Homework 4 Solving Systems By Elimination
Now, with the basic terms out of the way, let's get to solving! Suppose we have two dependent variables, x and y, representing the population of krills and yaks. Imagine the rate of change of yaks, dx/dt, depending negatively on the number of krills. Similarly, in this hypothetical world, the rate of change of krills, dy/dt, depends negatively on the number of yaks. Thus, our hypothetical coupled system of linear differential equations is:
homework 4 solving systems by elimination
Two unknowns and two equations suggests the elimination method from algebra. As we'll see, writing dx/dt as Dx looks like D is multiplying x. The D, however, is an operator on x where the operation is differentiation. Actually, even multiplication, like the 4 times x in 4x, is a 4 operating on the x.
This is analogous to the systems of equations encountered in algebra. To solve a system of differential equations, borrow algebra's elimination method. Derivatives like dx/dt are written as Dx and the operator D is treated like a multiplying constant.
Using elimination, the system of differential equations is reduced to one differential equation in one variable. Standard methods are used to solve this differential equation. The resulting solution contains unknown constants determined using initial conditions, which are the variables and its first derivative values at time t = 0. The process of eliminating variables, solving a differential equation, and finding values for the constants, is repeated until all the dependent variables are solved.
When dealing with a system of linear equations there are two methods to algebraically solve the question. One is substitution and the other is elimination which is meant to be a shortcut. Both methods will bring you to the same solution but with more practice, you will recognize patterns and see which method would work best when given a system. The best way to show how to solve these kinds of questions are by providing an example to work on.
There you go, both methods get you the same answer whenever asked to solve a linear system. Notice that when x or y has no coefficient, then substitution would be faster. If the x or y of both lines are the same then elimination would be faster.
1/27: In your homework, you will be applying row operations tomatrices, and looking at matrices which may or may not be in rowreduced echelon form (r.r.e.f.). Check out this online application which gives you the steps forturning a matrix into r.r.e.f. Try some small examples to see whatr.r.e.f. looks like. Can you think of a methodical procedure to turnany 2x3 matrix into r.r.e.f. with elementary row operations?
1/30: In lecture, we discussed a procedure which turns any matrix intoa matrix in row reduced echeclon form called Gaussian elimination. Itis interesting to note that, even in the development of Europeanmathematics, Carl Friedrich Gauss was not the first mathematician towrite down a general procedure for row reducing a matrix. You can readmore about the history and development of solving systems of linearequations with elimination methods in this article by Joseph Grcar.
2/3: Due to inclement weather, class was cancelled. Please have yourhomework ready to hand in on Thursday. Please ensure that all pages ofyour assignment are stapled together, or similarly securely attachedtogether. We will resume on Thursday 2/6 with section 1.6.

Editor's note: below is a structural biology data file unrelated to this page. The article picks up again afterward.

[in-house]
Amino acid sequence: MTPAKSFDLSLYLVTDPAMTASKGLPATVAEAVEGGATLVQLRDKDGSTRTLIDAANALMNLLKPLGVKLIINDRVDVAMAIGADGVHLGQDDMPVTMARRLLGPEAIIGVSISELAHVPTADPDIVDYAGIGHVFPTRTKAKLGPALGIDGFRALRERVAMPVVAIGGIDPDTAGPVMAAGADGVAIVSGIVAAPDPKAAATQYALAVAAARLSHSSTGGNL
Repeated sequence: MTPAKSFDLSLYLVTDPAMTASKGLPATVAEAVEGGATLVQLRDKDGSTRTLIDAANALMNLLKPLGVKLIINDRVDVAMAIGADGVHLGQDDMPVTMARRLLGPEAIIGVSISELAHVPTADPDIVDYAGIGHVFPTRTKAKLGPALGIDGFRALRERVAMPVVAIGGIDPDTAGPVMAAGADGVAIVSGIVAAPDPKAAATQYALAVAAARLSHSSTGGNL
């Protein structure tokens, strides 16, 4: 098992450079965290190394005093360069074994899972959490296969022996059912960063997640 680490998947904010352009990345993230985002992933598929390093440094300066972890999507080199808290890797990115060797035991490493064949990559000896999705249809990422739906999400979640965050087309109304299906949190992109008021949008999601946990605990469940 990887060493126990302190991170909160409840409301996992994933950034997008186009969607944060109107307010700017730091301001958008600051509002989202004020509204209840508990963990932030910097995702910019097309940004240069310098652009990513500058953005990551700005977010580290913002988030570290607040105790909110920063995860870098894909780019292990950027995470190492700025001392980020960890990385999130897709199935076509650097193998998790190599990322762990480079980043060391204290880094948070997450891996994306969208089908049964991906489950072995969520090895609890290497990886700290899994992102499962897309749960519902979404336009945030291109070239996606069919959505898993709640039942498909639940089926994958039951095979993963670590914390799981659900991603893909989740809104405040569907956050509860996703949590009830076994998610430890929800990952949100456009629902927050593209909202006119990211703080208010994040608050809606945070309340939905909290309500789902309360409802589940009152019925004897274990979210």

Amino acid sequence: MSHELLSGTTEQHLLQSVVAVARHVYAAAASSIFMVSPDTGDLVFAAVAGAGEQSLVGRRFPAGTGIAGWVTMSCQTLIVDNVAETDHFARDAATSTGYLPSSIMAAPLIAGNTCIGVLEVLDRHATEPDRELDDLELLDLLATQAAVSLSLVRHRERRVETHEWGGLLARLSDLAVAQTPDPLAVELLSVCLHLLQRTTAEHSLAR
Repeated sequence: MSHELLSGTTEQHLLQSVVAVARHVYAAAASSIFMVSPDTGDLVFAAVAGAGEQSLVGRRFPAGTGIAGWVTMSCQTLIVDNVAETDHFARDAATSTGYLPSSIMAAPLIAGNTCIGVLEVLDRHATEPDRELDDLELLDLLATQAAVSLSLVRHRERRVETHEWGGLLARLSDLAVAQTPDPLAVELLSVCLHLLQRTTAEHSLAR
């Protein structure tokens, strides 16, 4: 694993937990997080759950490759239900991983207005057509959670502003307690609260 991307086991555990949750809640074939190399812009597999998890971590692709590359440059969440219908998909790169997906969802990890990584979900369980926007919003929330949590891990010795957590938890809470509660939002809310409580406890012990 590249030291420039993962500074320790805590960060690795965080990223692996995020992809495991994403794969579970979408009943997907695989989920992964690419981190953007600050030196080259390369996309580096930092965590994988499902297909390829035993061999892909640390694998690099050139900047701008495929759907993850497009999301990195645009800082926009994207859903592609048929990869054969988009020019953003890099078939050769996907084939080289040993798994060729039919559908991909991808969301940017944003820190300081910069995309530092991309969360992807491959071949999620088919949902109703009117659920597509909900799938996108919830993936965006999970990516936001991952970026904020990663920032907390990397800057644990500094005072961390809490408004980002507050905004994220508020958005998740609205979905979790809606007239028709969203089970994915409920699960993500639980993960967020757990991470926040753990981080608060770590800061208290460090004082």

2/13: Due to inclement weather, class was cancelled. The homeworkassignment is now due on Monday 2/17. The first midterm is stillscheduled for 2/27 during our usual class time. The topic of LU decomposition has been dropped. It is a very useful thing to knowif you are ever doing computer calculations to solve systems of linearequations. I suggest you look it over if you have time.
The suggested homework problems for each section can be found here (.pdf). You are expected to work through, andturn in all of the problems in regular weight font (non-bold). Aselection of these problems will be graded on content. I will make theselected problems known to you in class. The homework sets are to beturned in every Monday, and consist of the problems from the previousweek's lecture topics. No late assignments will be accepted. Instead,your two lowest homework grades will be dropped. Homework accounts for15% of your overall grade.
Homework will be assigned regularly, and will primarilyconsist of written exercises similar to those in the book.Assignments will be discussed in class and posted on thehomework page. They are due atthe beginning of class on the indicated due date; no lateassignments will be accepted. Solution keys for eachassignment will be posted for help in studying for exams.
We will have 3 in-class exams, the dates of which are posted on the course web page. The exam questions will be based off of the homeworks and projects. These exams will be non-cumulative, and will be open-book/open-note. There will be no final exam.
Examples of honor code violations include:Submitting a computer project which includes a program, or even part of a program, written by someone else (other than those provided by the instructor). This includes programs written by students from previous semesters, and programs downloaded from the internet.Submitting computer outputs (numerical results or plots) produced by someone else's program.
Submitting homework answers that are copied from another student's work.
Supplying your own work for another student to copy.
A generally applicable rule of thumb in this course is: you are encouraged to talk about homework/project strategy all you want, but you should never look at another student's work to be submitted for a grade.